In answer to the questions starting this thread: Southern Baptist Churches are independent (regardless of what outsiders say). The churches are typically a non-profit corporation, which in our state means it is owned by NOBODY, but governed by the board of directors as appointed in the bylaws (this is just the legal aspect of the corporation as required by the state.) Each church decides on how much to give to the convention. My church now gives 20% of gross revenues and the church I just moved from gave 7% of gross revenues. It can be anything from 0 on up and is decided by a vote of the church during a business meeting. There are designated offerings which may be given to the convention for Lottie Moon offerings, etc. to go to special things. For instance, the state convention sent $20,000 and a semi designed for disaster relief that has already given out over 125 thousand meals to relief workers. We voted as a church to take up a collection to send specifically to the Southern Baptist Convention in New York to distribute for disaster relief.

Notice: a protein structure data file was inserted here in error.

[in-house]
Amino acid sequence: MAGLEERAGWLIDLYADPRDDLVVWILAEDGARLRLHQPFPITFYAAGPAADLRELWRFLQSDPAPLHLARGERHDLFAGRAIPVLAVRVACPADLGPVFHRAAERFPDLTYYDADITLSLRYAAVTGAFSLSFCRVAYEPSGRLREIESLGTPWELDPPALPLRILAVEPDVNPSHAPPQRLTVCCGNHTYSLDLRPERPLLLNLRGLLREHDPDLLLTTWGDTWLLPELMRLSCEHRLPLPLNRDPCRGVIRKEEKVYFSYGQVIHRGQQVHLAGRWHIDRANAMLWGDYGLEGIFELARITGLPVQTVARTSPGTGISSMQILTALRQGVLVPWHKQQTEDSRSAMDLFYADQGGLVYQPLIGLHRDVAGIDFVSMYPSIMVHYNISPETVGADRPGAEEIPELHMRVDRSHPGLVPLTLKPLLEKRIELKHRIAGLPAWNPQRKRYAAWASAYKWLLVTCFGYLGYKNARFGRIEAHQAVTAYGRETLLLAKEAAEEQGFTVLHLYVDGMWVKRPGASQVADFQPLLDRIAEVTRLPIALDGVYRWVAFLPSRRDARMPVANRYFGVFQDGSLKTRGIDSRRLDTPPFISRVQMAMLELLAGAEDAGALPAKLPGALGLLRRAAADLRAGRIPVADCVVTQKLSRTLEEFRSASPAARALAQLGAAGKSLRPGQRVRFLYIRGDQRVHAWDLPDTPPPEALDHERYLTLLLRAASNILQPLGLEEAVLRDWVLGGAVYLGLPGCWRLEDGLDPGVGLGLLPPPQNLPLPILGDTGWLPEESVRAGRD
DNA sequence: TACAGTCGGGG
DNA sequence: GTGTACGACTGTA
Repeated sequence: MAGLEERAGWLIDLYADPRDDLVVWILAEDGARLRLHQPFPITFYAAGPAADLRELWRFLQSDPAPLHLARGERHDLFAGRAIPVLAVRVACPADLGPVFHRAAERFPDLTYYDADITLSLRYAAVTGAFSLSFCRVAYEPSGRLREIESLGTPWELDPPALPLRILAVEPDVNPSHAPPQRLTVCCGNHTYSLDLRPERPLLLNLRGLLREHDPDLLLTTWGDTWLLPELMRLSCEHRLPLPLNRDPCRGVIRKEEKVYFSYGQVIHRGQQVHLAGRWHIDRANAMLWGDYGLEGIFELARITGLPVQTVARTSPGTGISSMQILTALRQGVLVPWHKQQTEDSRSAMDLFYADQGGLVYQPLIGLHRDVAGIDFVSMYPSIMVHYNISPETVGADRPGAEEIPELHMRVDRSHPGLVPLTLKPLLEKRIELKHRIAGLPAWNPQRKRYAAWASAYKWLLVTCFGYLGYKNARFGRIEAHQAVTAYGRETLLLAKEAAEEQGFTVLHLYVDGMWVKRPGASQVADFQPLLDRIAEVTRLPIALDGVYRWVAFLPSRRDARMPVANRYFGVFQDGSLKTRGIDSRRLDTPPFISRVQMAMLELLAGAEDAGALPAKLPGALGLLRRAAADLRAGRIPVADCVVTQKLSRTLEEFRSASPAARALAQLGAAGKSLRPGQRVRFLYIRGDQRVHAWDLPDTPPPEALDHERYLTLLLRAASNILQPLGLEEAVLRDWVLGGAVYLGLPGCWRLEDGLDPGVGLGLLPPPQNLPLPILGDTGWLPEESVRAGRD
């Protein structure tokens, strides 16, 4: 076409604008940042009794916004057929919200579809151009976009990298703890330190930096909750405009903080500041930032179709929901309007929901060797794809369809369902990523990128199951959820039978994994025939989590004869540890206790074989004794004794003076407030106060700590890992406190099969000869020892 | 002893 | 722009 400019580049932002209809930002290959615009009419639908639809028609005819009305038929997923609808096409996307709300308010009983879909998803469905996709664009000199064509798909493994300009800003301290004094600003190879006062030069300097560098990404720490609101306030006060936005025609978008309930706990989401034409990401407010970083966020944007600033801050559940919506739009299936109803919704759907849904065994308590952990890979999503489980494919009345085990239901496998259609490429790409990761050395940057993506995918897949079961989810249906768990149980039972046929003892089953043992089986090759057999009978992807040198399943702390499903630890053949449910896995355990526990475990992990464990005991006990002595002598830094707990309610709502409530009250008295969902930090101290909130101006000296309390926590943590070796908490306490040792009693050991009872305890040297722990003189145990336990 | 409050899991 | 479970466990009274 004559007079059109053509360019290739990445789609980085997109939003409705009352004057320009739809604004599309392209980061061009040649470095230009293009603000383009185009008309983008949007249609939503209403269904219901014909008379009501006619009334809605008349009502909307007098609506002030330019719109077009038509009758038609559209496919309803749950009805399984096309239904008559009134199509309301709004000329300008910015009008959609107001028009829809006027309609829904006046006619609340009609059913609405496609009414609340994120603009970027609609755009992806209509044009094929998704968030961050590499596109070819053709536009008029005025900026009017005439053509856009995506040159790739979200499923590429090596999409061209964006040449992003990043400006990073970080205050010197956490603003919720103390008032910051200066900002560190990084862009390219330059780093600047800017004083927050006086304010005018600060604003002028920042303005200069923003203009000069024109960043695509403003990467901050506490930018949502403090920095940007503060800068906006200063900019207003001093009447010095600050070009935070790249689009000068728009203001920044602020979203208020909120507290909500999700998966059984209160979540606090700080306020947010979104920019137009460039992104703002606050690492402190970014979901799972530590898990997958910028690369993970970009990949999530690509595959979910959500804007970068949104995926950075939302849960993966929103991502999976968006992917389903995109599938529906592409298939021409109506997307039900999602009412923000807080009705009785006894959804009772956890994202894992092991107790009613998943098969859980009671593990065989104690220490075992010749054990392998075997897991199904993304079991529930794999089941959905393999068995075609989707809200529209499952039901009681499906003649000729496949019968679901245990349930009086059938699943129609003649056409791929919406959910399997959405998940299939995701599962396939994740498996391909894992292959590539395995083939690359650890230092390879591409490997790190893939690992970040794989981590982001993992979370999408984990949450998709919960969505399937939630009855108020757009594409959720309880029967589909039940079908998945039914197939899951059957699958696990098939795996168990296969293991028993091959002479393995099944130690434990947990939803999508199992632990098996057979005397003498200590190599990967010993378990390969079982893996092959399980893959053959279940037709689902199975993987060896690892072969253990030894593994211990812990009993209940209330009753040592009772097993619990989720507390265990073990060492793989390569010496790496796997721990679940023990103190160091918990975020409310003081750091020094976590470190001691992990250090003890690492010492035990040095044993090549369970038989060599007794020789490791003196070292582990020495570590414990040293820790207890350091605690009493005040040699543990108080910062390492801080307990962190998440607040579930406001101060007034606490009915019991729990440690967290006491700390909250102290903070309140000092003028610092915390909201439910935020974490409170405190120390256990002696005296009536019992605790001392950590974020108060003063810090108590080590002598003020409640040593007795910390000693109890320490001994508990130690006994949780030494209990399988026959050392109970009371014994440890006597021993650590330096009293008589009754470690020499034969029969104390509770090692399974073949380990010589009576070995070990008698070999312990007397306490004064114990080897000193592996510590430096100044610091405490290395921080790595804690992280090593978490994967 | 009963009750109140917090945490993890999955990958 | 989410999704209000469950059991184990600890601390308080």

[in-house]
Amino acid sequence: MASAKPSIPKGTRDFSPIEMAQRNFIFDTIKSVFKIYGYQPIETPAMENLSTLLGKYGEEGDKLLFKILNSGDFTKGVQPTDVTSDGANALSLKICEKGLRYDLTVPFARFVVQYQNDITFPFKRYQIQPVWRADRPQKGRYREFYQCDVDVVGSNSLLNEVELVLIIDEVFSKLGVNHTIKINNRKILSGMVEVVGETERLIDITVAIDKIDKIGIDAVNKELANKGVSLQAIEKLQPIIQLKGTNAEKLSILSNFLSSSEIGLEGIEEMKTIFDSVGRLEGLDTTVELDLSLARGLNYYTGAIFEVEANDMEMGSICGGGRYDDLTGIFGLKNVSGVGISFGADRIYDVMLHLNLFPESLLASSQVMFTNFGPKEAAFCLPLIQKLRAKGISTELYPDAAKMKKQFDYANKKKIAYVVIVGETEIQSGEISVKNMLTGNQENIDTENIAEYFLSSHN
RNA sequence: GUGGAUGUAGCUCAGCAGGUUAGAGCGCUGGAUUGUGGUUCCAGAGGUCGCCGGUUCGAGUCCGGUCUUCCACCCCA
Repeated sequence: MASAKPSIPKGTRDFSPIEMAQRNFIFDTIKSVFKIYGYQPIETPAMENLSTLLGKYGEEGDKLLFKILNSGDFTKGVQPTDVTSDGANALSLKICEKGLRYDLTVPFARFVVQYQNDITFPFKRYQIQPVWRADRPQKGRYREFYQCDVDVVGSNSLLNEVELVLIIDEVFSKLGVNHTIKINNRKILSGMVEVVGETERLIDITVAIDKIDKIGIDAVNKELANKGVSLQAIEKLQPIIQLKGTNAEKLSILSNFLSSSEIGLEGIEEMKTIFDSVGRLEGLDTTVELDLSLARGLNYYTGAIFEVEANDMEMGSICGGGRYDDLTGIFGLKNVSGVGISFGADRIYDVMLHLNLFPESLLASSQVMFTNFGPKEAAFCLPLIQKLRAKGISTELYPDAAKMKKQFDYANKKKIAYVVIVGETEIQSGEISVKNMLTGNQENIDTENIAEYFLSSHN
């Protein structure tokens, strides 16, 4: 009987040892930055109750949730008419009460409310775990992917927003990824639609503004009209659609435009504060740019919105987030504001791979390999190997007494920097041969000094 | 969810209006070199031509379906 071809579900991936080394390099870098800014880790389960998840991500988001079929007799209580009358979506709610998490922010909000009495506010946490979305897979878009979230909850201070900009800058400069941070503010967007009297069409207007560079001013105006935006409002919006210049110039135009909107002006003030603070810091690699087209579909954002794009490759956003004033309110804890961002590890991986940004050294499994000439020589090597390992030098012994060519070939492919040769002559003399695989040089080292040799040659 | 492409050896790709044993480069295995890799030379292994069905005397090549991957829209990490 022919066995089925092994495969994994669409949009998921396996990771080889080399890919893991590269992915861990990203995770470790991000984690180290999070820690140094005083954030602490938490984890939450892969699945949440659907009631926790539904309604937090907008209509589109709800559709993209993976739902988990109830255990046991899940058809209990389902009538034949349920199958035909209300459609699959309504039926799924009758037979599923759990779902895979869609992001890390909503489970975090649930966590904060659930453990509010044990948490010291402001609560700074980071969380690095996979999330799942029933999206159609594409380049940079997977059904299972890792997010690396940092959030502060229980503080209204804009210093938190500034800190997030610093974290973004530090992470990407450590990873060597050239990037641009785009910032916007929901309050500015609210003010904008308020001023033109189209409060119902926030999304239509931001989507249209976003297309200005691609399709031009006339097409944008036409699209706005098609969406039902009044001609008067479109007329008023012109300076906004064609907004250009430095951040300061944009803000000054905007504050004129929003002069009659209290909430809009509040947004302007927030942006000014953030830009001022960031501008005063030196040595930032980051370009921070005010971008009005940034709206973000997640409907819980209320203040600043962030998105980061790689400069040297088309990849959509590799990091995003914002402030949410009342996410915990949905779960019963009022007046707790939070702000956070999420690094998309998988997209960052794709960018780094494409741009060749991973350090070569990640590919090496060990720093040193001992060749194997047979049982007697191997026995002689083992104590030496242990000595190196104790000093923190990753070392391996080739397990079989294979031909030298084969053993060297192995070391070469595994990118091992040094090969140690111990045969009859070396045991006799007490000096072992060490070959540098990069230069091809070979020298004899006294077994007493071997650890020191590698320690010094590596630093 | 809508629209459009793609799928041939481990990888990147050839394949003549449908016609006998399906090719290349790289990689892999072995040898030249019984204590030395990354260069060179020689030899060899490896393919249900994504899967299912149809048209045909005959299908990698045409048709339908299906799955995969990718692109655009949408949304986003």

When the convention meets a group of people are sent and they will vote on resolutions. The resolutions are ONLY the OPINION of the members in presence. If a church wishes to accept a resolution, it typically takes a vote of the church. For instance, our county (Pittsburg county) association adopted the following resolution last week:
    "WHEREAS on September 11, 2001, our country was attacked by terrorists killing thousands, and

    WHEREAS this great tragedy causes our country and its leaders to stand in need of God's Divine wisdom,

    THEREFORE BE IT RESOLVED that we urge all members of the Pittsburg Baptist Association churches to uplift President Bush, his Staff, Congress, the Military, and our great nation with fervent prayer that God would keep His great hand on our nation. (II Chronicles 7:14)